What to Do with the Homeless?

by Jack

If you have ever found yourself in a situation where you have just lost everything except the clothes you had on your back, you will have a lot of sympathy for the homeless.  You will naturally want to give them your spare change, donate clothing and allocate whatever resources our tax money can buy.

Imagine the sense of hopelessness, shame and uncertainty that comes with losing your job, your home, your family and your dignity.  Having no money or means to earn it, is a frightening place to be. A dwindling spiral with a one way street that goes only in one direction – downwards.  This motivates a lot of giving, but this scenario is not factually correct.  It  represents less than 10% of the homeless.

This the picture is the one the bleeding hearts use to extort tax money for tiny homes and all sorts of projects to cure the homeless problem.  But, in truth it’s a fools errand.  The people noted above are not helpless!  With a slight amount of personal effort these people can easily turn around their temporary poverty situation around.

It’s the rest of the homeless that are the big problem.  Unfortunately, we’re still not taking a census of the people classified as homeless… so we’re left to guess who is mentally ill, who are the addicts, alcoholics, the roaming predators and just bums?

Based on educated guesses, the vast number of homeless can be tied to their personal lifestyle choices, that include drugs, alcohol, laziness.  They have a strong desire not to be obligated to a schedule.  They want no responsibility whatsoever. They are takers and they have ample places that provide them with free food, clothing and temporary shelter.  What isn’t given to them can be stolen by them with little or no consequences.   This class of homeless becomes entrenched in a lifestyle that at some point becomes virtually irreversible.

The balance of the homeless population suffer from varying degrees of mental illness, according to a Harvard study in 2016.  They estimate about 25% of the homeless are severely mentally.   Included here are those victimized by their own lifestyle choices, addiction issues, dysfunctional childhoods, autism, an array of various forms of destructive schizophrenic and psychotic behaviors.  Without the mentally ill being forced into sanitariums they will remain on the street until death.   Outpatient efforts have failed miserably because their is no consistency of treatment.  Their is no way to effectively manage their medication or restrain their destructive behaviors and this led to virtually no mental health treatment for the homeless.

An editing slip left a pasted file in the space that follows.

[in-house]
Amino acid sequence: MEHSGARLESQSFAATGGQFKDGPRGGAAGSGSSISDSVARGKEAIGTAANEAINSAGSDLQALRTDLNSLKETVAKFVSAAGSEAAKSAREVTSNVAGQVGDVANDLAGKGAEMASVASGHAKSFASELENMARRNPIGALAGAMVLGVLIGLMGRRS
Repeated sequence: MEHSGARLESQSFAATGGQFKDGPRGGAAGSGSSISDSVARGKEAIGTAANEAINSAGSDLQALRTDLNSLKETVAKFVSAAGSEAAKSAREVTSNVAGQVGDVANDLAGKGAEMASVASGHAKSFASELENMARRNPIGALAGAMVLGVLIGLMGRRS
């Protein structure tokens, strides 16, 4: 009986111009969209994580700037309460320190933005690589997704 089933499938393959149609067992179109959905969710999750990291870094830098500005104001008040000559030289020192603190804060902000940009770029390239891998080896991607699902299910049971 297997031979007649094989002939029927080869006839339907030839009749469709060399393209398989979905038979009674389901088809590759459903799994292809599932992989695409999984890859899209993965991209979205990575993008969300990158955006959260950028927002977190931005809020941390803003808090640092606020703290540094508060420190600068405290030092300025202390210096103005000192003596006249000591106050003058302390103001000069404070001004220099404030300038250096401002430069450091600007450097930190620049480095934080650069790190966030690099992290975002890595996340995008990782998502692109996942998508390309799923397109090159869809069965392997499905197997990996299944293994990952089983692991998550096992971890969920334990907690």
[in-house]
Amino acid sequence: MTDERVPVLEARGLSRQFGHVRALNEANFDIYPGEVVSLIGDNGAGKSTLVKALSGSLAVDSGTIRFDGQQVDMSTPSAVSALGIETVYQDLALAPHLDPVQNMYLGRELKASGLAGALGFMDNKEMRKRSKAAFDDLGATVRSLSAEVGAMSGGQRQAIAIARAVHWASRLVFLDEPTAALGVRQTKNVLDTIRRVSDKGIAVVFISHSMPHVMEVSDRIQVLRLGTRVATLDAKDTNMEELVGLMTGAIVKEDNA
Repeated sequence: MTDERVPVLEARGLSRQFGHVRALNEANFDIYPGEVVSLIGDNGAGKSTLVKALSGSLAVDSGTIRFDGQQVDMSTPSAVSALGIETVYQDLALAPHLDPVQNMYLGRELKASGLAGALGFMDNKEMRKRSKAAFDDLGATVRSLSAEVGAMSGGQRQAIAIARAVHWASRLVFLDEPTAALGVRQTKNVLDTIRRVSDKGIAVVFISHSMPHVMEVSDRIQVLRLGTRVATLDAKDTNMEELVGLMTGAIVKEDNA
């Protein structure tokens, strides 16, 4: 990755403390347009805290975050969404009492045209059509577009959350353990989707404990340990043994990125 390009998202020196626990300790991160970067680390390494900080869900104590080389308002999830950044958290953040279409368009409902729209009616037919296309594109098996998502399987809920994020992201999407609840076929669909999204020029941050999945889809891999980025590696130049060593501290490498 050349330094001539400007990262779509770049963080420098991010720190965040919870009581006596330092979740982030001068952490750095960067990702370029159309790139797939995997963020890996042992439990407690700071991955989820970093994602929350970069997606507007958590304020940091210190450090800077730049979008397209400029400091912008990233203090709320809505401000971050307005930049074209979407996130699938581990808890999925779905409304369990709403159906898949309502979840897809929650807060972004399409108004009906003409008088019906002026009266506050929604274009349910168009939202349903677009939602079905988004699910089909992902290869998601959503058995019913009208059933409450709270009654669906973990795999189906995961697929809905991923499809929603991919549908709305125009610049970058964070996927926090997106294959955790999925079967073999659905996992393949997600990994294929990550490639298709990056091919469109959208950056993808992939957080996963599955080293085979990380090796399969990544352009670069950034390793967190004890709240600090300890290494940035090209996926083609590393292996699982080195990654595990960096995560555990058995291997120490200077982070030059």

However, when sanitariums were closing across the nation (1970’s) in favor of clinics we thought this was the best way to treat the mentally ill.  The ACLU  argued successfully that it was unconstitutional to warehouse mental patients in state institutions.  Psychiatric association agreed that patients were not getting proper treatment in lockdown hospitals and it was generally thought to be better to let back into society and then receive help from the clinics.  Outpatient clinics would replace the sanitarium approach and we spent hundreds of millions on clinics across the USA, that were soon closed for a lack of business!

It was NOT Gov. Ronald Reagan who closed down mental hospitals.  That is a long standing liberal lie.  Reagan was only the figurehead who signed the bi-partisan legislation into law in CA.   It was legislation presented to him that was demanded by the psychiatric professionals and bolstered by progressives in the ACLU.   And lets remember, this was not just in California, this was a national movement.  So enough with the Reagan bashing.

So what is the answer now, clinics don’t work and sanitariums were just expensive warehouses for the mentally ill.

It’s a choice between bad and terrible and I vote for bad.  It’s time to reopen the mental hospitals with the hope that we’ve learned some improved methods for treatment since the 1970’s.   But, we’ll have to deal with the ACLU lawsuits.  I think the evidence is compelling that severely mentally ill are victimized and die young if left on the street.  Warehousing them is significantly better and justifiable.

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1 Response to What to Do with the Homeless?

  1. J. Soden says:

    Congrats, Jack! You won the battle of the bad software!

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